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Art Loot: An Unresolved Legacy

Art Loot: An Unresolved Legacy

Monday, April 28, 2014 7:00 pm


$18 for the public | $10 for Spertus members
$8 for students and Spertus alumni

Or call 312.322.1773

In commemoration of this year's Yom HaShoah (Holocaust Remembrance Day), Spertus welcomes correspondent David D’Arcy, who has been investigating and writing about cultural property and art theft for more than 20 years.

Mr. D’Arcy will explain the challenge of investigating the thousands of artworks stolen by the Nazis, and the even greater challenge of returning those works to their Jewish owners. He will discuss recently discovered stockpiles of stolen art found in Munich and elsewhere, place these new finds in the context of ongoing efforts, and examine the role of U.S. museums and the Jewish community.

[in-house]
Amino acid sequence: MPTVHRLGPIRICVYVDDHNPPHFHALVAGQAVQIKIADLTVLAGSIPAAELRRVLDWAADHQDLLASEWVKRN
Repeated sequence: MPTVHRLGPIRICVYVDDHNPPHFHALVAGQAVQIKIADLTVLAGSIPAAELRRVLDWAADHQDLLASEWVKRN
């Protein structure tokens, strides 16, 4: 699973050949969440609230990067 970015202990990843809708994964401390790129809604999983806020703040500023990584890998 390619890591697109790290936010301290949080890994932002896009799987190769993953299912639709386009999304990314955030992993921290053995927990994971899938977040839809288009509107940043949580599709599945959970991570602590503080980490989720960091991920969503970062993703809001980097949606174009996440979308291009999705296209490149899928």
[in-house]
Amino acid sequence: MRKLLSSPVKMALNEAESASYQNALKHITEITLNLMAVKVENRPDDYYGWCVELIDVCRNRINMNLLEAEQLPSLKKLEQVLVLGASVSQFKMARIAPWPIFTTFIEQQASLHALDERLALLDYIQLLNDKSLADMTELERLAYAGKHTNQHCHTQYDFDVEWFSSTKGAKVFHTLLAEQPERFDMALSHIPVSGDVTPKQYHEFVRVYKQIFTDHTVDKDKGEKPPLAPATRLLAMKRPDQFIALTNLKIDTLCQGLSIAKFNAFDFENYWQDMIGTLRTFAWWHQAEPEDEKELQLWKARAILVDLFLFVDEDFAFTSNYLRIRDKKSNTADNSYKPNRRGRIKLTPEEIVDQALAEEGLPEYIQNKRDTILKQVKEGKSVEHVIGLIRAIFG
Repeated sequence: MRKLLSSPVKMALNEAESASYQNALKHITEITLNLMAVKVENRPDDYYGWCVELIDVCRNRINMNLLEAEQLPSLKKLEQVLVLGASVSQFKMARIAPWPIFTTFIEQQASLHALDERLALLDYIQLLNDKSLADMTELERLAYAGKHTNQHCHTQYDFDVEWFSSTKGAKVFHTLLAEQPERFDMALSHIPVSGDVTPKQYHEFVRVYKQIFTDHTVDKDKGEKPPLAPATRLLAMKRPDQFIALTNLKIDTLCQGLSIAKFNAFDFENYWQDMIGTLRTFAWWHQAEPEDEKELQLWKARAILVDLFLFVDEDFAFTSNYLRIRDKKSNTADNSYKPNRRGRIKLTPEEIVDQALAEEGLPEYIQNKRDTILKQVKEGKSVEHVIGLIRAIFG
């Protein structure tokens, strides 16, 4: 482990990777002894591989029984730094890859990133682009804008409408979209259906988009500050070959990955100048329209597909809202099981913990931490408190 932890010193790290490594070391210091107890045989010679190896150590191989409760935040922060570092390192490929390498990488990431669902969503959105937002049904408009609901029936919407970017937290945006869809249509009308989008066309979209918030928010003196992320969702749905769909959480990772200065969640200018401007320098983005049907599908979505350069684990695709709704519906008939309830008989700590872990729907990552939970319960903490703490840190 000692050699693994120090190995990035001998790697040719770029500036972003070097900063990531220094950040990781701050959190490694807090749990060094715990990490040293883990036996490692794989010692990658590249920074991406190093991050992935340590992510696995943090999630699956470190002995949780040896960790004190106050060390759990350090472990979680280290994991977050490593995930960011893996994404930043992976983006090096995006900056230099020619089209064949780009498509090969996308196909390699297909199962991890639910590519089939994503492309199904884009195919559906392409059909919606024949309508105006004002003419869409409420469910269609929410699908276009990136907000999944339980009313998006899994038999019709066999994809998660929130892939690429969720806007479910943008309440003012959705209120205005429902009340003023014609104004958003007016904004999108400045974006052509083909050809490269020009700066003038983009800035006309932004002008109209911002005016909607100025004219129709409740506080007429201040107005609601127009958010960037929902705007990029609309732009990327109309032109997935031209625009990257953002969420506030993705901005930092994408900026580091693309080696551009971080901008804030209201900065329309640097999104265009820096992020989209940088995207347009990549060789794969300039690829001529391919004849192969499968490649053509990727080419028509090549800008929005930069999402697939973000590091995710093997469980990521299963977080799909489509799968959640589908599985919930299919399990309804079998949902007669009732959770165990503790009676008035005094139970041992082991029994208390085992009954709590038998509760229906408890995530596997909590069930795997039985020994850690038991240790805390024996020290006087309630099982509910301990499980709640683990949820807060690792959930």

David D'ArcyDavid D’Arcy is a correspondent for London-based The Art Newspaper, a contributing editor at Art & Auction, and a regular critic for “Front Row" on BBC Radio.

He is co-writer and co-producer of Portrait of Wally, a documentary about the 13-year battle to recover a painting looted by the Nazis in Vienna in 1939 that then turned up in 1997 on loan to the Museum of Modern Art in New York.

 

Legacy of the Monuments Men

In this article for Sotheby's Magazine, presenter David D'Arcy provides the back story for the movie The Monuments Men.

The Monuments Men

"Amidst the rubble of cities bombed into ruins, men in uniform carry paintings and tapestries that survived the last savage months of World War II...Today these scenes are the stuff of cinema [in] The Monuments Men, the epic screen commemoration of the work of Allied art historians and professors..." MORE>

Image captions

Main image: Egon Schiele’s Portrait of Wally, the painting that brought the story of Nazi art loot into the open.

Sidebar image: The Monuments Men,
© 2013 Columbia Pictures Industries, Inc. and Twentiety Century Fox Film Corporation. All Rights Reserved.

Sponsors

This program is part of the Solomon Goldman Lecture Series, generously endowed by Rose and the late Sidney Shure. It is made possible, in part, with support from the Bernard and Rochelle Zell Center for Holocaust Studies at Spertus Institute.

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